Hip Weakness Symptoms, Causes & Common Questions

Understand your hip weakness symptoms, including 6 causes & common questions.

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Contents

  1. 6 Possible Hip Weakness Causes
  2. Questions Your Doctor May Ask
  3. Statistics
  4. Related Articles

6 Possible Hip Weakness Causes

The list below shows results from the use of our quiz by Buoy users who experienced hip weakness. This list does not constitute medical advice and may not accurately represent what you have.

Hip strain

Hip strain means that a muscle and/or a tendon that supports one of the ball-and-socket joints of the hip has become overstretched or torn.

Most hip strains occur during sports or other physical work, though they can happen while doing ordinary activities. Both the pelvic bones and the femur, or thighbone, are large weight-bearing bones. The tendons, which attach muscles to these bones, can be subject to strain during hard work and are most vulnerable when the person is out of condition or did not warm up before exercising.

An acute strain happens suddenly, usually after a fall or other injury. It may be very painful and swollen, and interfere with movement. A chronic strain comes on gradually after weeks or months of overuse and may only produce some discomfort.

Once a muscle or tendon has been strained, it is vulnerable to being injured again if not treated.

Diagnosis is made through patient history, physical examination, and x-rays.

Treatment involves rest; ice; nonsteroidal anti-inflammatory drugs to reduce pain and swelling; physical therapy; and sometimes surgery.

Rarity: Common

Top Symptoms: pain in one hip, moderate hip pain, mild hip pain, difficulty moving the hip, swelling of one hip

Symptoms that always occur with hip strain: pain in one hip

Urgency: Self-treatment

Hamstring strain

A strain, commonly called a "pulled muscle," is when a muscle becomes overstretched and tears. A hamstring strain happens when one of the muscles on the back of the upper leg (thigh) is pulled.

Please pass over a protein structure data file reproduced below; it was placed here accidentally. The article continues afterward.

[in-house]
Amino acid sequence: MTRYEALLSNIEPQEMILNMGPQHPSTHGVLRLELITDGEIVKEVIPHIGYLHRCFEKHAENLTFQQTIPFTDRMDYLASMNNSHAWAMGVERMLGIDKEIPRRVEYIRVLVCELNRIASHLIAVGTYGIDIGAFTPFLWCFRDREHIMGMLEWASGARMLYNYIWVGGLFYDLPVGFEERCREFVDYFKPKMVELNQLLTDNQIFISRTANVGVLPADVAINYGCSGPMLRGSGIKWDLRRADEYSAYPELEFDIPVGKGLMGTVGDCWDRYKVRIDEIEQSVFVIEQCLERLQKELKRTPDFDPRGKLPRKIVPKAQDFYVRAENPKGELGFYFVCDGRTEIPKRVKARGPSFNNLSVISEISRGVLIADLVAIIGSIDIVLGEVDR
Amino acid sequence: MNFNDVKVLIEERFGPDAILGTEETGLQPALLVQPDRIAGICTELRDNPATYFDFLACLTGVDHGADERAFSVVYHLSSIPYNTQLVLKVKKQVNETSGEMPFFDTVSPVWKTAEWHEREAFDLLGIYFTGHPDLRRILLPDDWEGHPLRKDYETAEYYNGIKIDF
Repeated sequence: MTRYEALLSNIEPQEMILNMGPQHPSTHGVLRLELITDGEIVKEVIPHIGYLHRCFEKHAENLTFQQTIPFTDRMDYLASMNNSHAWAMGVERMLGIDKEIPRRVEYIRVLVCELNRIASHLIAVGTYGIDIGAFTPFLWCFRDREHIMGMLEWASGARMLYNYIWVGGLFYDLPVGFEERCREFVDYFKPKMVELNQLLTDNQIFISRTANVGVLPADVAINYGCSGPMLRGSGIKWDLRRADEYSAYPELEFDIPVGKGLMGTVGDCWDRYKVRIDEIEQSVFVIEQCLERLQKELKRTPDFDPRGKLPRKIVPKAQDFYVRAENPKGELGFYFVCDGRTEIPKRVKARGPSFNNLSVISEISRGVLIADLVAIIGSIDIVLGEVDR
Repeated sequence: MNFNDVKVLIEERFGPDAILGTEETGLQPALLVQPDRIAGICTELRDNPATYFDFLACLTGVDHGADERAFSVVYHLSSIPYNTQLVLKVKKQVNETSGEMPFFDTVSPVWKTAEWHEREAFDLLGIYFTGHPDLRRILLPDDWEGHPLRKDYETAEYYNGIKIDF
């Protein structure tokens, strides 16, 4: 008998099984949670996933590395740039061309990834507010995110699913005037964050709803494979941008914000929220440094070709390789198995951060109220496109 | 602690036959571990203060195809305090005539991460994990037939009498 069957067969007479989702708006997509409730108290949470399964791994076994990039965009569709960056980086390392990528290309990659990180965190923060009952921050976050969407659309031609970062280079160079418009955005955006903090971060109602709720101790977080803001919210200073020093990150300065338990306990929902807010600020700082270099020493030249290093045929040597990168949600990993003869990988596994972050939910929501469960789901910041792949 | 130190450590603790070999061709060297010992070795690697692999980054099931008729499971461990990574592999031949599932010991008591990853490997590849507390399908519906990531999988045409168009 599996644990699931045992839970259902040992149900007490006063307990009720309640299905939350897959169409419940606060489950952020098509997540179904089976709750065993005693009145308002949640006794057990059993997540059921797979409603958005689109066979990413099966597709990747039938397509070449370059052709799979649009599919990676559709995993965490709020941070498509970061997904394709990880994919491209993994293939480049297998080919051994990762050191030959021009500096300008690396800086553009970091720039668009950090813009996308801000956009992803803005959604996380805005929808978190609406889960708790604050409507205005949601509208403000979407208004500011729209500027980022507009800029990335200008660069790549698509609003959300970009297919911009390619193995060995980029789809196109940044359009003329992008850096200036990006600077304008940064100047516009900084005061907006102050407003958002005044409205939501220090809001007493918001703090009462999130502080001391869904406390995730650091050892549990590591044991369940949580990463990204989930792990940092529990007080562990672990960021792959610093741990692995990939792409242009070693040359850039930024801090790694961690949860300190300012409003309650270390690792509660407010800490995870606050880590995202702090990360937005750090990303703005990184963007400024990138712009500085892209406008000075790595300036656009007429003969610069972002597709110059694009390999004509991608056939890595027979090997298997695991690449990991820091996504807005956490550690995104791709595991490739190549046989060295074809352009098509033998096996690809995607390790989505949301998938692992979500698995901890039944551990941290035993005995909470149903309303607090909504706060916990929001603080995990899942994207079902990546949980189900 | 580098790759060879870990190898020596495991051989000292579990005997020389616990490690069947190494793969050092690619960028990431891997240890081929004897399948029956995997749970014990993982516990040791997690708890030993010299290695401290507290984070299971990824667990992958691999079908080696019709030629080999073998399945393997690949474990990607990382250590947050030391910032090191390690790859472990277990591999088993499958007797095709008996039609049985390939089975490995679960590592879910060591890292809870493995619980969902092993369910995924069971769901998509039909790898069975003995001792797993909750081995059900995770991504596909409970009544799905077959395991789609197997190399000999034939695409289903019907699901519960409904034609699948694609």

Rarity: Uncommon

Top Symptoms: spontaneous back pain, pain in the back of the knee, hamstring tightness, sports injury, hamstring pain

Symptoms that always occur with hamstring strain: hamstring pain

Symptoms that never occur with hamstring strain: groin pain, hip pain, pain in the outside of the hip, difficulty moving the hip

Urgency: Self-treatment

Patellofemoral pain syndrome

Patellofemoral pain syndrome (PFPS) is also called runner's knee, jumper's knee, anterior knee pain, chondromalacia patella, and patellofemoral joint syndrome.

Overuse through training for sports is a common cause, especially if there is a misalignment in the knee joint or a previous knee injury. This wears away the cartilage beneath the kneecap and causes pain on exercising.

It is most common in females and in young adults who are active in sports, but can affect anyone.

Symptoms include dull pain at the front of the knee and around the kneecap (patella) while running, squatting, or climbing stairs, or after prolonged sitting with knees bent.

Diagnosis is made through physical examination and through x-rays, CT scan, and/or MRI.

Treatment most often involves rest; over-the-counter pain relievers; low-impact exercise such as swimming or bicycling; physical therapy to strengthen and stabilize the knee; and orthotics (shoe inserts) to help correct a misaligned stride.

Surgery is needed only for severe cases, and is done through arthroscopy to remove any fragments of damaged cartilage.

Rarity: Common

Top Symptoms: knee pain, pain in one knee, knee pain that gets worse when going up stairs, dull, achy knee pain, knee pain that gets worse when squatting

Symptoms that always occur with patellofemoral pain syndrome: knee pain

Urgency: Primary care doctor